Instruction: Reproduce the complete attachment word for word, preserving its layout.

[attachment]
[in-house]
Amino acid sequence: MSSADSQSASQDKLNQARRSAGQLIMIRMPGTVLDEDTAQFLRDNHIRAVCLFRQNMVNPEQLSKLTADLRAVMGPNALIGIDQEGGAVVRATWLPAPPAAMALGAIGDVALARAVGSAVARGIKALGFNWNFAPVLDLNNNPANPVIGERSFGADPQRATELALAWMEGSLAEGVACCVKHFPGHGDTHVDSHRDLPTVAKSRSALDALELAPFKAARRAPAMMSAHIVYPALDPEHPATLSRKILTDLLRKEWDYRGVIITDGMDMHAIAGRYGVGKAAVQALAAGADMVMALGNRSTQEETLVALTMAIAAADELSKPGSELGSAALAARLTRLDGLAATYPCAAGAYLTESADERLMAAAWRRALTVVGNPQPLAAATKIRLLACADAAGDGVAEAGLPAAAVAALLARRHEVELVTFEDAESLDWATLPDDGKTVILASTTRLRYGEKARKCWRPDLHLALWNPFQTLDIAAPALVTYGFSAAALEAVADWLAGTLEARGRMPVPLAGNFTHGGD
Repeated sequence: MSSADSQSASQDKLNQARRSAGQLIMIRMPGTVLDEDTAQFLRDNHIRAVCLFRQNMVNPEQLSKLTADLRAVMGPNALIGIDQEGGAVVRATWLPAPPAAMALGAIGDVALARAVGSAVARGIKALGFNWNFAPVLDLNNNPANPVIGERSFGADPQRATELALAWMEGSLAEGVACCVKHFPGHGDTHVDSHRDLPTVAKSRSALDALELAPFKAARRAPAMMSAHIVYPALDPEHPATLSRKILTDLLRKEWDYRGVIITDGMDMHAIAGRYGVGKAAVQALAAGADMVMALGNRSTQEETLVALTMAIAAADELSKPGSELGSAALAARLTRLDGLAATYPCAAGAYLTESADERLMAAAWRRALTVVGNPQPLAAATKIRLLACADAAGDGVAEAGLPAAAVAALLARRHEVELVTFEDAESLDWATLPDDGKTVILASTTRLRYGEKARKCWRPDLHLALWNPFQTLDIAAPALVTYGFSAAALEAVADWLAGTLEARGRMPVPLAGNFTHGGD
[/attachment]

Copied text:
[in-house]
Amino acid sequence: MSSADSQSASQDKLNQARRSAGQLIMIRMPGTVLDEDTAQFLRDNHIRAVCLFRQNMVNPEQLSKLTADLRAVMGPNALIGIDQEGGAVVRATWLPAPPAAMALGAIGDVALARAVGSAVARGIKALGFNWNFAPVLDLNNNPANPVIGERSFGADPQRATELALAWMEGSLAEGVACCVKHFPGHGDTHVDSHRDLPTVAKSRSALDALELAPFKAARRAPAMMSAHIVYPALDPEHPATLSRKILTDLLRKEWDYRGVIITDGMDMHAIAGRYGVGKAAVQALAAGADMVMALGNRSTQEETLVALTMAIAAADELSKPGSELGSAALAARLTRLDGLAATYPCAAGAYLTESADERLMAAAWRRALTVVGNPQPLAAATKIRLLACADAAGDGVAEAGLPAAAVAALLARRHEVELVTFEDAESLDWATLPDDGKTVILASTTRLRYGEKARKCWRPDLHLALWNPFQTLDIAAPALVTYGFSAAALEAVADWLAGTLEARGRMPVPLAGNFTHGGD
Repeated sequence: MSSADSQSASQDKLNQARRSAGQLIMIRMPGTVLDEDTAQFLRDNHIRAVCLFRQNMVNPEQLSKLTADLRAVMGPNALIGIDQEGGAVVRATWLPAPPAAMALGAIGDVALARAVGSAVARGIKALGFNWNFAPVLDLNNNPANPVIGERSFGADPQRATELALAWMEGSLAEGVACCVKHFPGHGDTHVDSHRDLPTVAKSRSALDALELAPFKAARRAPAMMSAHIVYPALDPEHPATLSRKILTDLLRKEWDYRGVIITDGMDMHAIAGRYGVGKAAVQALAAGADMVMALGNRSTQEETLVALTMAIAAADELSKPGSELGSAALAARLTRLDGLAATYPCAAGAYLTESADERLMAAAWRRALTVVGNPQPLAAATKIRLLACADAAGDGVAEAGLPAAAVAALLARRHEVELVTFEDAESLDWATLPDDGKTVILASTTRLRYGEKARKCWRPDLHLALWNPFQTLDIAAPALVTYGFSAAALEAVADWLAGTLEARGRMPVPLAGNFTHGGD